The Green Stripes – part II

This is a first. Seating on a plane and writing a blog post, or actually finishing it since it was already a work in progress. The last few days have been hectic with the packing and all the preparations but all good and on my way now. Where am I going? Back to work! What will I do starting this weekend? Not clubbing for sure. Besides what we already discussed in my previous post, here’s part II and the last one of The Green Stripes.

So we talked about the Bridge and Engine duties but when I am not there you can usually find me in my office doing what we all love to do, paperwork and e-mails.  Surprisingly, and I am sure you all agree with me, this task takes us always so much time than it should onboard. No matter how experienced you are or how fast your fingers on the keyboard are, you are still stuck at the desk for hours. These hours vary depending if it is the end of the cruise, month, quarter or year. Luckily for me, I tend to be organized in my own chaos.

I am also responsible for the crew training and familiarization with our Environmental program that takes place within the first days of coming onboard usually. This one is always a fun task to do. To see the different faces in the crowd, the confused new hires taking notes, the sleepy ones still jet lag, the rebel ones, the “it’s a lady officer” ones looking at me in shock. Yep, fun stuff. I have enjoyed teaching ever since my university years. Back then I had the chance to teach last year undergraduates in Sustainable Development and Human Habitat Ecology. I would always come up with different group projects and brainstorming. They loved it and the experience helped me very much later on in my job.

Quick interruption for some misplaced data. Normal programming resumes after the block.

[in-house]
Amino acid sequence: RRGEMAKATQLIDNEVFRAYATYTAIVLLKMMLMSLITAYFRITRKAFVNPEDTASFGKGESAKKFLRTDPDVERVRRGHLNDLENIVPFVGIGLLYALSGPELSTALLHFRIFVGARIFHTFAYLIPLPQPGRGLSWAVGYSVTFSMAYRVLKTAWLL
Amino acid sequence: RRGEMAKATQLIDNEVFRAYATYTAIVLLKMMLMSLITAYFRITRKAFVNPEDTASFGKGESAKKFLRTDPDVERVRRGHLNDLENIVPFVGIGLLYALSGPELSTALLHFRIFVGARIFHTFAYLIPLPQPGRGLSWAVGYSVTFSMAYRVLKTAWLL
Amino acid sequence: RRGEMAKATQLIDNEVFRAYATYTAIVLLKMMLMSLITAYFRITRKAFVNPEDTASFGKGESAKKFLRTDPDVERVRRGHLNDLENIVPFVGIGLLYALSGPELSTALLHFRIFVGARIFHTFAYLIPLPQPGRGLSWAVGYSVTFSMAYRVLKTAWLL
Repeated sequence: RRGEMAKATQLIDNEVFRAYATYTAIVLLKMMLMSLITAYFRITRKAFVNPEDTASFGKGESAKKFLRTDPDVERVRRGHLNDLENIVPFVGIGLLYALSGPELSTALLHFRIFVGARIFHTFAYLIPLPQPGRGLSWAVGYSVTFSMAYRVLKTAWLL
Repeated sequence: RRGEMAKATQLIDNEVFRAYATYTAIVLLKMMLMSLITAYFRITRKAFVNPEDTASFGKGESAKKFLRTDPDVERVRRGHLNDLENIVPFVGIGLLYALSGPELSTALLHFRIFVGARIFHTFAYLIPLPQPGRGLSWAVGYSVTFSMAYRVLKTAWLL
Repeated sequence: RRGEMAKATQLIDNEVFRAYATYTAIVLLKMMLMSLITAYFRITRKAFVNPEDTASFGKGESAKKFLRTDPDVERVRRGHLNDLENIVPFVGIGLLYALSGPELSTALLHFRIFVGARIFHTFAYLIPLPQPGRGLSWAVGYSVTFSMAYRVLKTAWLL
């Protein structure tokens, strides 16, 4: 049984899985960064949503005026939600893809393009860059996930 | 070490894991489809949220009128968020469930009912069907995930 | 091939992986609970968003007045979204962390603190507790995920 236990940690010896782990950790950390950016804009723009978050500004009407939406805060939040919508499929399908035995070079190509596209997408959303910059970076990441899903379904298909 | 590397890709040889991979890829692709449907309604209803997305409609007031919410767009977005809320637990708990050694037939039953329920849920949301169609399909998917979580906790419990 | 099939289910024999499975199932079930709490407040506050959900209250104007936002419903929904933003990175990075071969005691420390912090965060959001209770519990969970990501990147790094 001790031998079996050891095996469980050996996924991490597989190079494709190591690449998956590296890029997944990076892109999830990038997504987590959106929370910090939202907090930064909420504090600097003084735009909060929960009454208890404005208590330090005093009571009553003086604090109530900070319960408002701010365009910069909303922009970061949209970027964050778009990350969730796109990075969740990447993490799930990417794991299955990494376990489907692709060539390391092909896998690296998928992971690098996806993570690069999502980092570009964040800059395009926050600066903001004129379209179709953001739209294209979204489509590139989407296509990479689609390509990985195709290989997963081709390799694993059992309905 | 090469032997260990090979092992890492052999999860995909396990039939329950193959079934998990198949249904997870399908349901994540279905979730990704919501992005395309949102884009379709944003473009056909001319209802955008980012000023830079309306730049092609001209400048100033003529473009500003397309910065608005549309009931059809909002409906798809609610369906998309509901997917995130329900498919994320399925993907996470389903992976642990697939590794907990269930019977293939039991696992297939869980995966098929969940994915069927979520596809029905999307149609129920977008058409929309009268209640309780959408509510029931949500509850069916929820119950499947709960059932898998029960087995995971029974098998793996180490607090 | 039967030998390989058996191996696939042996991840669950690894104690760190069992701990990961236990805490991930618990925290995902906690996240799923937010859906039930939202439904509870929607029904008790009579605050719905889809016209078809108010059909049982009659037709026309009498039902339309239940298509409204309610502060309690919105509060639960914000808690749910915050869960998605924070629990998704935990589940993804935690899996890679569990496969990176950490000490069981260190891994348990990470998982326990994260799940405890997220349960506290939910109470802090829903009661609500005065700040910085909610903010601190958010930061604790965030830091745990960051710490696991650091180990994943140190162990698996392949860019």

What else remains to fill the day. Although in other cruise lines the Environmental Officer might resume his/ her job to environmental compliance only, I get to be involved with other duties too. From Public Health responsibilities, chemical management, spill response and training, safety related matters or even saving birds and bats (yes bats!); who you gonna call!? And let me tell you I have a very soft spot for the little vampires. I think this has something to do with the fact that I am Romanian and you know, Dracula Transylvania and all; almost “paesanos” (ship language don’t google it).

And when I am not out there rescuing my little fanged almost relatives, I get to attend all these fancy cocktail parties and guest events or, do guest tours and presentations. When you work on a cruise ship, expect to have to socialize A LOT! Sometimes you get to meet people that fill you up with good energy for the rest of the day, other times you might feel a bit awkward and you wish others would approach you first. If there are any cruisers reading this, no matter on which cruise line you sail, please go ahead and approach us officers. We love it when you are the ones starting the conversation.

To conclude, this job of mine includes many areas and many responsibilities. Sure, things might be different from one cruise line to the other and this is just a general view of my main duties without going too much into details.

To those who consider becoming an Environmental Officer one day, my advice would be, same as other jobs, get informed and go for it only if you really want it and you are really passionate about it. Although it is a very pleasant job, it is not an easy one and the responsibilities are huge. The 3 gold and green stripes come with a price to pay, same as all 3 stripes or above positions. There will be nights that will keep you up thinking and  there can be small mistakes that will roll back to you as snowballs.

Hope you enjoyed this article. I will continue sipping my tea here at 36001 ft altitude and with 6078km distance remaining until Miami.




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